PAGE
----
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Approached for an interveiw about Geocaching.


JohnE5
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I have been contacted by the local paper about interviewing for an article about geocaching. I'm really nervous about it, this would be the first exposure this area would get about geocaching. Any points I should include or avoid?

 

I used to write these kinds of fluffy articles/interviews for local publications (another life ago). What I always wanted to capture was the person's enthusiasm. I spent a lot of time warming the person up, asking easy questions, following up with other questions, doing a bit more to get the person to relax, until the person's natural enthusiasm broke out. I was after the money-quote. That is, I wanted something pithy and exciting or heartwarming that I could include in my article. Chances are you'll talk to the reporter for 45 minutes and she'll use two sentences.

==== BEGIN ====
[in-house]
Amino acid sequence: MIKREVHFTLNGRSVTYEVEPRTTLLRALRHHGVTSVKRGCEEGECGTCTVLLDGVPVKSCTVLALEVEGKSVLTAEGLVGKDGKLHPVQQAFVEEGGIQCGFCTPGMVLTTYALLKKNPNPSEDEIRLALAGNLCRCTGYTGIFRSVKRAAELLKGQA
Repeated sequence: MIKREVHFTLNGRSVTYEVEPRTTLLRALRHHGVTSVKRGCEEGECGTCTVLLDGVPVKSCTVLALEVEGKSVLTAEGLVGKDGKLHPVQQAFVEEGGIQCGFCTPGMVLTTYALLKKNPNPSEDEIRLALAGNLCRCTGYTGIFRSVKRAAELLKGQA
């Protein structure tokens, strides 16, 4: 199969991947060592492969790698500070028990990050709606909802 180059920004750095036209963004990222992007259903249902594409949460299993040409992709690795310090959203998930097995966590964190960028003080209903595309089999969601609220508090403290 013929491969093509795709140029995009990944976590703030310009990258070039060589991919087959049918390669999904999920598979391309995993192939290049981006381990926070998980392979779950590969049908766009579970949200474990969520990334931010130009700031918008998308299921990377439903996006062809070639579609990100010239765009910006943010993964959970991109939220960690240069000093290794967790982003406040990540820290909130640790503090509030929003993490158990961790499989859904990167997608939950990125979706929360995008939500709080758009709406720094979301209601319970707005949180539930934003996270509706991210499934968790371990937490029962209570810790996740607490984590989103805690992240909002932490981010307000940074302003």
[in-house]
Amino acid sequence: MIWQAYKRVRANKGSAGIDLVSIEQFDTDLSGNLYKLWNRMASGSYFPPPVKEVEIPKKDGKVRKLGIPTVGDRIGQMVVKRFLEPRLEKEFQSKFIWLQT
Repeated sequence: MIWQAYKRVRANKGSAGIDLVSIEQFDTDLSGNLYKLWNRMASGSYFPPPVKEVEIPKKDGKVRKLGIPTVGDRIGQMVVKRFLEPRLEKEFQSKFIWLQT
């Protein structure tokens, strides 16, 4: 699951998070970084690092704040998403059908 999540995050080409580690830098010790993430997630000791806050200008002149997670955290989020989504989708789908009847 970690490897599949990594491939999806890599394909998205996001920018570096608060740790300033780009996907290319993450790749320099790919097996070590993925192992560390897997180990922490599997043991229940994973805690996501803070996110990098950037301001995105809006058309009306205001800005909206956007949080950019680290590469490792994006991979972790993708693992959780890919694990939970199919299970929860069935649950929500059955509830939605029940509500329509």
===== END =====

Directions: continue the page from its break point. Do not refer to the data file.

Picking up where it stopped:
My advice to you is to think about what you love most about geocaching and how you would describe it using short sentences. You might try coming up with things to finish these sentences "Geocaching is like...." "My favorite part of finding a cache is..."

 

If you have an exciting or funny or heartwarming story about geocaching, tell that. If there's a romantic angle, bring that in. So if you cache with your girlfriend or met your wife caching or found a romantic spot caching, tell the reporter about it.

 

She'll probably want you to describe the process of finding or hiding a cache, so you might want to think about that. I suspect the geocaching community will want you to emphasize that caches are never buried.